The situations Mac finds herself in are more dangerous, and the stakes are higher. She must adapt and change to survive, and I like that. Rainbow Mac, or Mac 1.0 as she calls herself, was almost brainless and boring. This new Mac is way more interesting, and I appreciate what she goes through more.
There’s also plenty of interplay between Mac and Barrons, and Mac and V’Lane, a Fae prince who also wants the sinsar dubh. Since Mac’s the only one that can sense it, she’s very valuable to many people, a fact she understands well in this book. I was happy to see how much it pissed her off too.
The best way I can describe the book is: shit just got real, yo. Yes, cliched and trite, but in this installment, the druids and the sidhe-ssers must enact their ancient rituals to try and keep up the walls between Faerie and our world. If they fall, the Unseelie will come into our world, and wreck havoc.
Stakes are raised, and Mac must do everything she can to keep the Unseelie from coming through.
In this novel we get more sidhe-seers, and entire abbey of them. They’re mentioned, but they make a much bigger appearance in this novel, and it’s one of the problems Mac has. She doesn’t trust their Grand Mistress, and the Grand Mistress doesn’t trust her.
In addition to that, someone has her sister Alina’s diary, and is sending pages of it to Mac. Mac’s starting to wonder what kind of a person her sister really was, and has to come to terms with that.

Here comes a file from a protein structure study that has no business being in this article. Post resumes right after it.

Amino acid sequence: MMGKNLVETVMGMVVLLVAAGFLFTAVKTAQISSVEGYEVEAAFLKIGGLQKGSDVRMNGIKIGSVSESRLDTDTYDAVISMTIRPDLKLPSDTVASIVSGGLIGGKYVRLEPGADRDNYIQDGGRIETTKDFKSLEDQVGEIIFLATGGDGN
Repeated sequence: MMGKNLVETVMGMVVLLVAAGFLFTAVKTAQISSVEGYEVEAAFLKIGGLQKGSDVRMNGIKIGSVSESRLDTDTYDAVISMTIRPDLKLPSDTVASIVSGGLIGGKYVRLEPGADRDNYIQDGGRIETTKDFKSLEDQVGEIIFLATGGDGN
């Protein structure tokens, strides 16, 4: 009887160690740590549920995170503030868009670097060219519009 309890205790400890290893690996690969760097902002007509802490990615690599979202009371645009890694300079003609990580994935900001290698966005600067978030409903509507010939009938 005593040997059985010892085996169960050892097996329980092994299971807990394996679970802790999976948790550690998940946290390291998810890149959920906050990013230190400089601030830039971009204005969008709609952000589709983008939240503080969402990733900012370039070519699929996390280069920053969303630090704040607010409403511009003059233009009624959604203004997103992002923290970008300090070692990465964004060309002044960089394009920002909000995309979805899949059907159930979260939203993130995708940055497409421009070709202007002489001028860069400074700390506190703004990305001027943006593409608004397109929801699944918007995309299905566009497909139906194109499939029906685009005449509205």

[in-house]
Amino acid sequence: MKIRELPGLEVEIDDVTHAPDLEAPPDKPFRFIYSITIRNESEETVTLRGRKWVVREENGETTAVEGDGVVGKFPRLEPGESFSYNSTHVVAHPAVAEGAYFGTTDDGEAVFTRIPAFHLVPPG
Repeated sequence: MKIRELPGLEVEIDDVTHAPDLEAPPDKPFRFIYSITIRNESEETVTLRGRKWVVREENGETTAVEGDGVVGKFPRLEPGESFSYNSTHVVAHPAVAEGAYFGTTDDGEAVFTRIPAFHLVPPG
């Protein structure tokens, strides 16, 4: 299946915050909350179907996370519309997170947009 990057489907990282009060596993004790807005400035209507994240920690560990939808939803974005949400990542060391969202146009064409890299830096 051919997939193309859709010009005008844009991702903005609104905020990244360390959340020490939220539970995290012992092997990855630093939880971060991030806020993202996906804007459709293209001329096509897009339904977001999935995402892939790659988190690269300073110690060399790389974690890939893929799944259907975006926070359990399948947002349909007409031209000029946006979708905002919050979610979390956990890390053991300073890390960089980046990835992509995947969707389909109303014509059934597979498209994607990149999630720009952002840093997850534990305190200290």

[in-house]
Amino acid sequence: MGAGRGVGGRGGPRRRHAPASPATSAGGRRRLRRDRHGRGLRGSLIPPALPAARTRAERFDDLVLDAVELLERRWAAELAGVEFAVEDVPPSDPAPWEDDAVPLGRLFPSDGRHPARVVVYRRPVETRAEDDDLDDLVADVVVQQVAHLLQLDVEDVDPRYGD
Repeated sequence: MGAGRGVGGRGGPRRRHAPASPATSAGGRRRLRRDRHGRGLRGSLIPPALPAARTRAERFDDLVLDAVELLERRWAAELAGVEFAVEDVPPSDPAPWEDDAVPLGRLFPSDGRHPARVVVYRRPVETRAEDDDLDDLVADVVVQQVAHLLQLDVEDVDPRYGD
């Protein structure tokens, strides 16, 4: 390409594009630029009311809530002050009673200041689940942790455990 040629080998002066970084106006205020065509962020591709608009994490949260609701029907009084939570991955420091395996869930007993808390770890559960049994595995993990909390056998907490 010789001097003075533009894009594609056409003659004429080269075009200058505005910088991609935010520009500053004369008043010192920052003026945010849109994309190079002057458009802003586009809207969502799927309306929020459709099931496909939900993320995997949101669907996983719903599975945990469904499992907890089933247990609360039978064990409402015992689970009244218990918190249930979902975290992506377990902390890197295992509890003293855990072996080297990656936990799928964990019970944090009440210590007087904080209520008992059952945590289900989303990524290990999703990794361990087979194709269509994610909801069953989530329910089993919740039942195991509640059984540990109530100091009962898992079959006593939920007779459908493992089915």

There’s a real cliffhanger with this one. The other 2 books end with things resolved enough that you will want to read on, but not that you HAVE to read on. With this one, you HAVE to, because you HAVE to know what happens to Mac.
Books 4 and 5 of the Fever series are October’s reads, I didn’t finish them in time this month..
Zentangle Untangled: Inspiration and Prompts for Meditative Drawing – Kass Hall
This book was a total waste for me. I bought it because from the back, it looked like it could teach me the meditative drawing style that is Zentangle. I keep wanting to get a Zentangle kit, but I keep putting it off, mostly because it’s nearly $50 and I’d rather spend that on books.
This book won’t teach you to Zentangle. It will teach you a few patterns, some the author has come up with, and some that are official Zentangle patterns. If you’re having trouble with some of the patterns, this book might help, as it breaks the tangles down into smaller steps, showing photos of each step.
Since I don’t know how to Zentangle, this book wasn’t very useful to me. Sure, I could copy the patterns, but I don’t know the meditative process that goes along with it. If I’m going to do it, I may as well do it right, yeah?